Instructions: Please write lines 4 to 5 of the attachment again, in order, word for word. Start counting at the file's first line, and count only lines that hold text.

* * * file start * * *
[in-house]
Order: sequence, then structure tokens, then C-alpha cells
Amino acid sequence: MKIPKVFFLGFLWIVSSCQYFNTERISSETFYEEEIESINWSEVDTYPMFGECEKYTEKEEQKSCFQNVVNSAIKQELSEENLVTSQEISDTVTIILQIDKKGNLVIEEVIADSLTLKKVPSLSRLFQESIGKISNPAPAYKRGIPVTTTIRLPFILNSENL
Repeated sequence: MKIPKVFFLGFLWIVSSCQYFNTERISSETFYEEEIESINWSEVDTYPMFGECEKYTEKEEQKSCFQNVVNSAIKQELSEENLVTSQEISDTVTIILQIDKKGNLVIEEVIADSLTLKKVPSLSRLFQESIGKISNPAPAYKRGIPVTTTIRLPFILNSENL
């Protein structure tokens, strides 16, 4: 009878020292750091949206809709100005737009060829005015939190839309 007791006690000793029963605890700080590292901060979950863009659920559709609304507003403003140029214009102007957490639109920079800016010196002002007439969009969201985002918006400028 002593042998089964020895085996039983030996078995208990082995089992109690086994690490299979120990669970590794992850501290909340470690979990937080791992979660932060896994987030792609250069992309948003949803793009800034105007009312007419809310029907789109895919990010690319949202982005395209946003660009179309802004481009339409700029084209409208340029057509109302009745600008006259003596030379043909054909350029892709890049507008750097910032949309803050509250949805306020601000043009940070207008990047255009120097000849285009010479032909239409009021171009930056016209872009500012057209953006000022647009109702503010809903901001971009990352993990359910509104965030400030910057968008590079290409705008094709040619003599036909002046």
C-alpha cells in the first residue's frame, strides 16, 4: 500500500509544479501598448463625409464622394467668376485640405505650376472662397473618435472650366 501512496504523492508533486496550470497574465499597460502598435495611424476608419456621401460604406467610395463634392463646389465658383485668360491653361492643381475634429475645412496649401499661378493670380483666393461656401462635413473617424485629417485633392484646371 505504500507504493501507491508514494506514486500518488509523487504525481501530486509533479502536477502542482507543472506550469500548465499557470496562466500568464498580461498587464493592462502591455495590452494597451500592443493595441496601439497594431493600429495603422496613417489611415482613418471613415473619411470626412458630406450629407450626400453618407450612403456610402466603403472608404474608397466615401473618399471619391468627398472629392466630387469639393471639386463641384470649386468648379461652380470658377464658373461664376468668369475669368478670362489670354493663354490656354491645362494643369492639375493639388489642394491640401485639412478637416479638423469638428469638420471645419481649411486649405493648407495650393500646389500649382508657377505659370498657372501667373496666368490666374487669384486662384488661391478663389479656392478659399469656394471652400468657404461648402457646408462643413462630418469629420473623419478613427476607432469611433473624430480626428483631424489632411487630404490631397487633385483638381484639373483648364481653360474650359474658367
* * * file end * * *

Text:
Repeated sequence: MKIPKVFFLGFLWIVSSCQYFNTERISSETFYEEEIESINWSEVDTYPMFGECEKYTEKEEQKSCFQNVVNSAIKQELSEENLVTSQEISDTVTIILQIDKKGNLVIEEVIADSLTLKKVPSLSRLFQESIGKISNPAPAYKRGIPVTTTIRLPFILNSENL
């Protein structure tokens, strides 16, 4: 009878020292750091949206809709100005737009060829005015939190839309 007791006690000793029963605890700080590292901060979950863009659920559709609304507003403003140029214009102007957490639109920079800016010196002002007439969009969201985002918006400028 002593042998089964020895085996039983030996078995208990082995089992109690086994690490299979120990669970590794992850501290909340470690979990937080791992979660932060896994987030792609250069992309948003949803793009800034105007009312007419809310029907789109895919990010690319949202982005395209946003660009179309802004481009339409700029084209409208340029057509109302009745600008006259003596030379043909054909350029892709890049507008750097910032949309803050509250949805306020601000043009940070207008990047255009120097000849285009010479032909239409009021171009930056016209872009500012057209953006000022647009109702503010809903901001971009990352993990359910509104965030400030910057968008590079290409705008094709040619003599036909002046």